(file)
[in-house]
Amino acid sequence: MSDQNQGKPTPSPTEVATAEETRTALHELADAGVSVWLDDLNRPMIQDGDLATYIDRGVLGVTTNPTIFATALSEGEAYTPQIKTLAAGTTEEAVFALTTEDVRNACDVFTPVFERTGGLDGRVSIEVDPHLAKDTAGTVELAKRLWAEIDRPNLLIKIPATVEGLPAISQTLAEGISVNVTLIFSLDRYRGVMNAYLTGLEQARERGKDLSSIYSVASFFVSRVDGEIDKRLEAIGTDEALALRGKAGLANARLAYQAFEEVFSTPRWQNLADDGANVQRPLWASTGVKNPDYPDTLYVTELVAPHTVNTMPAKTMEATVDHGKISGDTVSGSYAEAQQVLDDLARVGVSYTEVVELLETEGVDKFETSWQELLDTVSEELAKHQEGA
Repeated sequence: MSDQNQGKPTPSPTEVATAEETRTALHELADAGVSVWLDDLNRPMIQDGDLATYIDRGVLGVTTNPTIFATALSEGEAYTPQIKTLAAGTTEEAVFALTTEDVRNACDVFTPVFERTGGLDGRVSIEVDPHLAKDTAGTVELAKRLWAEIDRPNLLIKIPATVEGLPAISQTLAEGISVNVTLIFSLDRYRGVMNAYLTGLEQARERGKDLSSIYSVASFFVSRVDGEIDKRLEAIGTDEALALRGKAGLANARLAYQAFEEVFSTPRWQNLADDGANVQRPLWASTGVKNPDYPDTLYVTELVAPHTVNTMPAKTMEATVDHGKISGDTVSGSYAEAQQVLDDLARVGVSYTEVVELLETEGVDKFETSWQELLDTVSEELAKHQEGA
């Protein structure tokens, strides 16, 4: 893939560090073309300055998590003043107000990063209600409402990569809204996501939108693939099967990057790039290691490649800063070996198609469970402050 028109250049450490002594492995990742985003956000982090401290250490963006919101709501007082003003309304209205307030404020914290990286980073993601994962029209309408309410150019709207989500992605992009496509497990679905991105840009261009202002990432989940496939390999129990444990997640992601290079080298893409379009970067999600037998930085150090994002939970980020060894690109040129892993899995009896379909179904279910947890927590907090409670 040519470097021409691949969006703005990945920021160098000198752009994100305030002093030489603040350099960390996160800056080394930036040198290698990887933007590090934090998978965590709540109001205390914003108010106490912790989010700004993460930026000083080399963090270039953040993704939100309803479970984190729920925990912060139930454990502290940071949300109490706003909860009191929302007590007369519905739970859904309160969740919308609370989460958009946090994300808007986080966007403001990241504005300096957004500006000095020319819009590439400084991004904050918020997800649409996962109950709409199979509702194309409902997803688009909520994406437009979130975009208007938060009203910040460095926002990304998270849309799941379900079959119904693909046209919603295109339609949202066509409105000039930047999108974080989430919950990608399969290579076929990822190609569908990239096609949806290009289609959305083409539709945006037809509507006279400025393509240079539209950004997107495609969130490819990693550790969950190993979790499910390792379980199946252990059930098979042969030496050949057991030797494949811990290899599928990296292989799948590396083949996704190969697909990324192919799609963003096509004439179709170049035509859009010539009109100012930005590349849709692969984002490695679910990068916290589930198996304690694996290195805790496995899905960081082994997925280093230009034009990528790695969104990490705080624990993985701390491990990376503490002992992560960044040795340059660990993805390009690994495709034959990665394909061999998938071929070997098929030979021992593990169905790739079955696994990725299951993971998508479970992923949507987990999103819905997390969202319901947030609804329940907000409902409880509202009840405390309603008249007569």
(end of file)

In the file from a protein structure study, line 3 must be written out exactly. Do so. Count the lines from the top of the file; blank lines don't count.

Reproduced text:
Repeated sequence: MSDQNQGKPTPSPTEVATAEETRTALHELADAGVSVWLDDLNRPMIQDGDLATYIDRGVLGVTTNPTIFATALSEGEAYTPQIKTLAAGTTEEAVFALTTEDVRNACDVFTPVFERTGGLDGRVSIEVDPHLAKDTAGTVELAKRLWAEIDRPNLLIKIPATVEGLPAISQTLAEGISVNVTLIFSLDRYRGVMNAYLTGLEQARERGKDLSSIYSVASFFVSRVDGEIDKRLEAIGTDEALALRGKAGLANARLAYQAFEEVFSTPRWQNLADDGANVQRPLWASTGVKNPDYPDTLYVTELVAPHTVNTMPAKTMEATVDHGKISGDTVSGSYAEAQQVLDDLARVGVSYTEVVELLETEGVDKFETSWQELLDTVSEELAKHQEGA